One of our favourite summer family activities is hiking together. Over the past few years, we’ve had fun exploring the mountains and parks of Vancouver. If you’re looking for some great hikes to do as a family, here’s a list of our favourite family-friendly hikes around Greater Vancouver. These range from easy hikes (flat and short) to more challenging hikes (longer or steeper), so please read my full post for more details about each hike before venturing out.
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Teapot Hill Trail
Distance: 5 km round trip (3 hours)
Highlight: 50+ teapots to spot along the trail
The Teapot Hill Trail is located in Cultus Lake Provincial Park, about an hour’s drive outside Vancouver. This easy trail climbs through an evergreen forest to a viewpoint overlooking Cultus Lake. Children will have fun spotting and counting teapots along the last half the trail. Pack water and a snack or treat to have at the top of the trail.
Lindeman Lake Trail
Distance: 3 km round-trip (2 hours)
Highlight: beautiful blue-green mountain lake to picnic beside
Lindeman Lake is a popular hiking destination for families in the lower mainland. Located about an hour east of Chiliwack, BC, this 3.5-km round-trip trail is short enough for shorter hikers while offering stunning scenery along the way. Pack a picnic lunch and plan to spend some time admiring Lindeman Lake when you arrive.
Stave Dam Interpretation Trail
Distance: 1.6 km round-trip (2 hours)
Highlight: amazing views at the top of the trail
The Stave Dam Interpretation Trail winds up a mountain near the Stave Falls Powerhouse. Hikers pass through young forest, middle-aged forest and old-growth forest, with signs along the way to explain. The views of the valley from the top of the trail are stunning.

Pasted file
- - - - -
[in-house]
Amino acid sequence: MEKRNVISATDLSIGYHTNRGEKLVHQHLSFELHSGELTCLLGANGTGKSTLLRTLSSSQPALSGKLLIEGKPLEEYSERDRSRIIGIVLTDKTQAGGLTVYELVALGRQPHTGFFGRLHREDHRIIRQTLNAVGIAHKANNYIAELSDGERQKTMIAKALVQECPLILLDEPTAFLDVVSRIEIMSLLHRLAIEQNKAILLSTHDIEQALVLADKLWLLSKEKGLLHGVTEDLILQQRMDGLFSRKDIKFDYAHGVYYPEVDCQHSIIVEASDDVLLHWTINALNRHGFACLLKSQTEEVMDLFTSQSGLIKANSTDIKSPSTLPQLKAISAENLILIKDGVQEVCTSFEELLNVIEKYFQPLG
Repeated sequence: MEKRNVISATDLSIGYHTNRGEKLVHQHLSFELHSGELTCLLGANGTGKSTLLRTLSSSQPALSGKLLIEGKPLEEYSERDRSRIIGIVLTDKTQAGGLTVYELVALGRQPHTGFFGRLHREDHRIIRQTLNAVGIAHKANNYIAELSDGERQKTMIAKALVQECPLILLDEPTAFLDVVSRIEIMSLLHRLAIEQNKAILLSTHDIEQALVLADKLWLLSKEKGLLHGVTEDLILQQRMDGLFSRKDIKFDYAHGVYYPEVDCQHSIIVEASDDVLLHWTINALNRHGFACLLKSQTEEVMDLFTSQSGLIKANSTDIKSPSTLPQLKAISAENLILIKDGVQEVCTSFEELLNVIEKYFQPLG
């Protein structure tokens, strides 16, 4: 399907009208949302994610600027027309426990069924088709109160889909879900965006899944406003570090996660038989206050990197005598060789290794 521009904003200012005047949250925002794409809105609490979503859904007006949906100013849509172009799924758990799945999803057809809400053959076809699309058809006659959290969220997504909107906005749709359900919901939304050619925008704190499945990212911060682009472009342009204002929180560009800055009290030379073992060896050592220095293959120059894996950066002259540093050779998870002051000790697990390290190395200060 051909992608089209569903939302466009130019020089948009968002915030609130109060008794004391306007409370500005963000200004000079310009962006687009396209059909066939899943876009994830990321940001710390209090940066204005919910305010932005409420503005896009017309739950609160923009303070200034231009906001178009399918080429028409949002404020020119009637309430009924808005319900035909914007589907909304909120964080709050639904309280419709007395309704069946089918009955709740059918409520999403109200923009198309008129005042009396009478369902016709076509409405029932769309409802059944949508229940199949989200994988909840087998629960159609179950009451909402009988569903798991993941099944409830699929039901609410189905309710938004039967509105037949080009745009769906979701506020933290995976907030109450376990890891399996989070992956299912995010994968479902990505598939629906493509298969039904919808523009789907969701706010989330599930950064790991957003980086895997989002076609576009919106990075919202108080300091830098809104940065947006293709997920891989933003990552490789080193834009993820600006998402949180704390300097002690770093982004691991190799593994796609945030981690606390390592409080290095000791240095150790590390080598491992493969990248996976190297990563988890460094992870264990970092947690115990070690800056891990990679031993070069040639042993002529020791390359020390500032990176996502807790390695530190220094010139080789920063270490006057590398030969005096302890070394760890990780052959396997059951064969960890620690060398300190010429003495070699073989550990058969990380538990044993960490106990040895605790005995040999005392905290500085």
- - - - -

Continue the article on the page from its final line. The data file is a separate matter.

Distance: 3.5 km round-trip (2 hours)
Highlight: scenic old railroad tunnels
The Othello Tunnels trail follows an old railroad line over bridges and through four railroad tunnels near Hope. This trail is wide and flat, accessible for strollers, and offers plenty of scenery to keep kids hiking. There’s a picnic area by the parking lot.
Minnekhada Regional Park
Distance: 2.6 km up to 7.5 km (2+ hours)
Highlight: wildlife including beavers, bears, ducks and geese, frogs
Minnekhada Regional Park offers several loops of trails that are easy and accessible for the whole family. There are three viewpoints (the Low Knoll, the High Knoll and Addington Lookout) which offer stunning views of the surrounding area. The marsh is rich in wildlife, including ducks and geese, frogs, beaver, and even black bears. Parts of the trails are wide and flat, while trails going further into the park are more rocky and rooty (less suitable for wheels but more exciting for adventurous young hikers).
Buntzen Lake Trail
Distance: 12 km round trip (4-6 hours)